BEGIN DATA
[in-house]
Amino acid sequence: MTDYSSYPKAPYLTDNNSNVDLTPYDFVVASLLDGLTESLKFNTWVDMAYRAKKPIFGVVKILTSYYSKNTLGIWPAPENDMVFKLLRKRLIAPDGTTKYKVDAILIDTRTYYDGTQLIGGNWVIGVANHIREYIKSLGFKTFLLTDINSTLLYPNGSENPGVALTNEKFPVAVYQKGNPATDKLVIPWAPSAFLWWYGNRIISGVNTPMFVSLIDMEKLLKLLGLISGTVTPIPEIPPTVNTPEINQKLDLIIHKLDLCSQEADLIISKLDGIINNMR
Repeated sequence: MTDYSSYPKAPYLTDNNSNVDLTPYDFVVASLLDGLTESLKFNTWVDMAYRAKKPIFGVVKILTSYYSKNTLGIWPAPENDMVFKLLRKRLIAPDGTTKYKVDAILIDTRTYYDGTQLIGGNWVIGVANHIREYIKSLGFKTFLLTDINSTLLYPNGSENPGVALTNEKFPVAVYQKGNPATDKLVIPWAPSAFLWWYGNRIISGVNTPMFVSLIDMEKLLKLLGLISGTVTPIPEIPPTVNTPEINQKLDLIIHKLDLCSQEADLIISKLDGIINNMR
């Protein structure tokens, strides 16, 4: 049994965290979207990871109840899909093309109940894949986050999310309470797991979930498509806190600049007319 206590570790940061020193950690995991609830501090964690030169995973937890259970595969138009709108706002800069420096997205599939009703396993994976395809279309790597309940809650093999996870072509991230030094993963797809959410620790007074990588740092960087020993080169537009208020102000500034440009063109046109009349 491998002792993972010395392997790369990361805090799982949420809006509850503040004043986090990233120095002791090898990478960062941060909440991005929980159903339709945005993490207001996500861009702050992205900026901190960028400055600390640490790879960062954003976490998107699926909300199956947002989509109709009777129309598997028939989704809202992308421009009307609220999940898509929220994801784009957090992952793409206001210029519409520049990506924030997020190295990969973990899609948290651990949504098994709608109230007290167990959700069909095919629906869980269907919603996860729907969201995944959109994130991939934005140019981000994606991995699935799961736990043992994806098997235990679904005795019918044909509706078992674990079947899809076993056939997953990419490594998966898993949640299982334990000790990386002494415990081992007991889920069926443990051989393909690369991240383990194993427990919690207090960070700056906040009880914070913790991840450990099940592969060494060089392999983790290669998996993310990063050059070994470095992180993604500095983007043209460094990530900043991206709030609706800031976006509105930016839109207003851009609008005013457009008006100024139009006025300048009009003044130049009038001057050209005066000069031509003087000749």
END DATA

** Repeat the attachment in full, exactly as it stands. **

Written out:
[in-house]
Amino acid sequence: MTDYSSYPKAPYLTDNNSNVDLTPYDFVVASLLDGLTESLKFNTWVDMAYRAKKPIFGVVKILTSYYSKNTLGIWPAPENDMVFKLLRKRLIAPDGTTKYKVDAILIDTRTYYDGTQLIGGNWVIGVANHIREYIKSLGFKTFLLTDINSTLLYPNGSENPGVALTNEKFPVAVYQKGNPATDKLVIPWAPSAFLWWYGNRIISGVNTPMFVSLIDMEKLLKLLGLISGTVTPIPEIPPTVNTPEINQKLDLIIHKLDLCSQEADLIISKLDGIINNMR
Repeated sequence: MTDYSSYPKAPYLTDNNSNVDLTPYDFVVASLLDGLTESLKFNTWVDMAYRAKKPIFGVVKILTSYYSKNTLGIWPAPENDMVFKLLRKRLIAPDGTTKYKVDAILIDTRTYYDGTQLIGGNWVIGVANHIREYIKSLGFKTFLLTDINSTLLYPNGSENPGVALTNEKFPVAVYQKGNPATDKLVIPWAPSAFLWWYGNRIISGVNTPMFVSLIDMEKLLKLLGLISGTVTPIPEIPPTVNTPEINQKLDLIIHKLDLCSQEADLIISKLDGIINNMR
């Protein structure tokens, strides 16, 4: 049994965290979207990871109840899909093309109940894949986050999310309470797991979930498509806190600049007319 206590570790940061020193950690995991609830501090964690030169995973937890259970595969138009709108706002800069420096997205599939009703396993994976395809279309790597309940809650093999996870072509991230030094993963797809959410620790007074990588740092960087020993080169537009208020102000500034440009063109046109009349 491998002792993972010395392997790369990361805090799982949420809006509850503040004043986090990233120095002791090898990478960062941060909440991005929980159903339709945005993490207001996500861009702050992205900026901190960028400055600390640490790879960062954003976490998107699926909300199956947002989509109709009777129309598997028939989704809202992308421009009307609220999940898509929220994801784009957090992952793409206001210029519409520049990506924030997020190295990969973990899609948290651990949504098994709608109230007290167990959700069909095919629906869980269907919603996860729907969201995944959109994130991939934005140019981000994606991995699935799961736990043992994806098997235990679904005795019918044909509706078992674990079947899809076993056939997953990419490594998966898993949640299982334990000790990386002494415990081992007991889920069926443990051989393909690369991240383990194993427990919690207090960070700056906040009880914070913790991840450990099940592969060494060089392999983790290669998996993310990063050059070994470095992180993604500095983007043209460094990530900043991206709030609706800031976006509105930016839109207003851009609008005013457009008006100024139009006025300048009009003044130049009038001057050209005066000069031509003087000749």